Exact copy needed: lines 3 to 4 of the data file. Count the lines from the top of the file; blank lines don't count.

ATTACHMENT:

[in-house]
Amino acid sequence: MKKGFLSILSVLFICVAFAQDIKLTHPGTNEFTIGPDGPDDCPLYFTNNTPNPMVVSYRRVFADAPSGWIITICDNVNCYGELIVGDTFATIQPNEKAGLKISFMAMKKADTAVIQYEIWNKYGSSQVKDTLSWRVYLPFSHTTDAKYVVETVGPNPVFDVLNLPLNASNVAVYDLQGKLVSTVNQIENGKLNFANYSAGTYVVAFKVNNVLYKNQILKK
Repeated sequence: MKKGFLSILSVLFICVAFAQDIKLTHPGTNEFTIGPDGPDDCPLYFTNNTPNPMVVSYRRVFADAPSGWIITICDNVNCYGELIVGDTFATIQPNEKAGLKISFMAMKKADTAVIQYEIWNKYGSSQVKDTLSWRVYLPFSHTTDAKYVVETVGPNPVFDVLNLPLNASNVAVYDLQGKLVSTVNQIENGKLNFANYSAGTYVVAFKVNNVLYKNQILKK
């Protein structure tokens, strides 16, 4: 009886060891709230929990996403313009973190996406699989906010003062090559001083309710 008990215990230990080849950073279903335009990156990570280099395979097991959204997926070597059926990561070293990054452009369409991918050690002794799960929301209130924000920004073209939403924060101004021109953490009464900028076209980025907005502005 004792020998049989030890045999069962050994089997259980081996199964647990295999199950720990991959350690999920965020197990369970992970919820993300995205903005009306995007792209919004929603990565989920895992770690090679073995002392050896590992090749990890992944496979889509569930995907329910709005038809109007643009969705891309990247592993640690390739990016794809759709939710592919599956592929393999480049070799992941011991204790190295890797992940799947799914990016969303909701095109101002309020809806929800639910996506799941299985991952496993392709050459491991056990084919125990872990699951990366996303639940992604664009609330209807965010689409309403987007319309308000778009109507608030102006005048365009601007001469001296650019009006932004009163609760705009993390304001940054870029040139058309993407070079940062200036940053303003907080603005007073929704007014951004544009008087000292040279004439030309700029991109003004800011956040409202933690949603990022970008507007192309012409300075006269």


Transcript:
Repeated sequence: MKKGFLSILSVLFICVAFAQDIKLTHPGTNEFTIGPDGPDDCPLYFTNNTPNPMVVSYRRVFADAPSGWIITICDNVNCYGELIVGDTFATIQPNEKAGLKISFMAMKKADTAVIQYEIWNKYGSSQVKDTLSWRVYLPFSHTTDAKYVVETVGPNPVFDVLNLPLNASNVAVYDLQGKLVSTVNQIENGKLNFANYSAGTYVVAFKVNNVLYKNQILKK
């Protein structure tokens, strides 16, 4: 009886060891709230929990996403313009973190996406699989906010003062090559001083309710 008990215990230990080849950073279903335009990156990570280099395979097991959204997926070597059926990561070293990054452009369409991918050690002794799960929301209130924000920004073209939403924060101004021109953490009464900028076209980025907005502005 004792020998049989030890045999069962050994089997259980081996199964647990295999199950720990991959350690999920965020197990369970992970919820993300995205903005009306995007792209919004929603990565989920895992770690090679073995002392050896590992090749990890992944496979889509569930995907329910709005038809109007643009969705891309990247592993640690390739990016794809759709939710592919599956592929393999480049070799992941011991204790190295890797992940799947799914990016969303909701095109101002309020809806929800639910996506799941299985991952496993392709050459491991056990084919125990872990699951990366996303639940992604664009609330209807965010689409309403987007319309308000778009109507608030102006005048365009601007001469001296650019009006932004009163609760705009993390304001940054870029040139058309993407070079940062200036940053303003907080603005007073929704007014951004544009008087000292040279004439030309700029991109003004800011956040409202933690949603990022970008507007192309012409300075006269």